For us, it was simple solution; for her, it was a complicated problem that needed careful navigation.  She knew it was the right thing for one of her children, but she still wasn't convinced it was best for the whole family . . . or that she would be allowed to care for him in this way.

Last Thursday, she came back.  This time, ready to stay.

After my Malaria Weekend Lock Down, I was going a bit stir-crazy and thought, since my fever was gone, I'd venture to work on Monday . . . bad idea.  Needless to say, I didn't last long.  Went back this morning a little more realistic about my goals: make it to 10 o'clock coffee break.

On my list of patients to check in on was B. down at the CREN.

As Mama pulled B. from her back, it was clear that just a few days of Plumpy were already paying off.  He looked around at each of us, alert and engaged.  Mama, too, had noticed a drastic change in him and announced that she wanted to go home.  We were able to convince her to stick it out a little bit longer until gained a few more kilos (he had already gained 1kg -- 2.2lbs over the weekend).  While we were talking, she rested B. in my lap . . . but, as has been the case over the past two months, he didn't even whimper.

Mama decided she needed to go back to the CREN (a short walk from my office) for something, and without thinking, left B. with me.

And that's when the most beautiful thing happened.  He started to scream.

Now don't get me wrong . . . I don't actually like making babies cry and don't typically refer to two-year-old hysterics as 'beautiful', but in this case, it meant B. was finally on the road to health!!  With a few tears trickling down his cheeks he howled so loudly, a group of women perched beneath a nearby tree could hear him over the sounds of a neighboring cement mixer!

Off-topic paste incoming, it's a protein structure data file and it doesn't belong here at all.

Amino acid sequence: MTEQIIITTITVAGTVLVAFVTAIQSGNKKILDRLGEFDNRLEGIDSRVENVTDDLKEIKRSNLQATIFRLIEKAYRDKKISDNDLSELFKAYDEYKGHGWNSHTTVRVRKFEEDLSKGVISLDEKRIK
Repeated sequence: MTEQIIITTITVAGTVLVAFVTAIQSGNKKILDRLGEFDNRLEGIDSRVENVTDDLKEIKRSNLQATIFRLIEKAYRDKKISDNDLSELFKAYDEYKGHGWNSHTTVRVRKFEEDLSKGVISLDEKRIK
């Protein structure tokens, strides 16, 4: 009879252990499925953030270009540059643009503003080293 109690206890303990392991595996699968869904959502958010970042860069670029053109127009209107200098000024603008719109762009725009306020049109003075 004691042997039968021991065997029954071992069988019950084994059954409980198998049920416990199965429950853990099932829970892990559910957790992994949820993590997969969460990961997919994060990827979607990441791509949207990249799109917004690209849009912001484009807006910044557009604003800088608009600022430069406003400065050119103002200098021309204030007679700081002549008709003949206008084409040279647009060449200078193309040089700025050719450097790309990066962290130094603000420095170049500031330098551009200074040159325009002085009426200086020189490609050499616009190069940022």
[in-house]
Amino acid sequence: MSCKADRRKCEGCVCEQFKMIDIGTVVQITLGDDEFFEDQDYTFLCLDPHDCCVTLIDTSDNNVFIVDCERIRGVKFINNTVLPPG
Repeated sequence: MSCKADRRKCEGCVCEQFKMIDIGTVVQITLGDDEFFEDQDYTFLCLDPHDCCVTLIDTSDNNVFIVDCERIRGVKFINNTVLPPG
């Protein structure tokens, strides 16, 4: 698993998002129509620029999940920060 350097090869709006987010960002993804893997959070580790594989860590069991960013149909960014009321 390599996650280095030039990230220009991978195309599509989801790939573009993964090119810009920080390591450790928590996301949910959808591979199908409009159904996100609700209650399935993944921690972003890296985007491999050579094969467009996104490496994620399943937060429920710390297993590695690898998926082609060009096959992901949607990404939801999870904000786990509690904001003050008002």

Two months after his malaria and he's finally strong enough to cry.  His belly is finally full and his body is receiving the nutrition he needs to grow and thrive.

6 comments:

Hannah Knausenberger said...

Beautiful Deb. Brought me back to Galmi. I think of you often and admire the ongoing work you do... and intend to return sometime soon. Keep it up! Praying! xx

Maryann said...

How quickly we forget how a "simple" answer to us may not be so simple to someone in another culture. It is the grace of God to withhold some feelings when you knew you had the means to heal B. I am sure it was the still small voice of God pulling on Mama's heart which finally convinced her to bring him back for treatment despite the risk she would face. Deborah, thank you for sharing.

Linda Thomas said...

You have an amazing ministry. I love reading your blog posts and pray for you each morning.

Deb. said...

Thank you Maryann,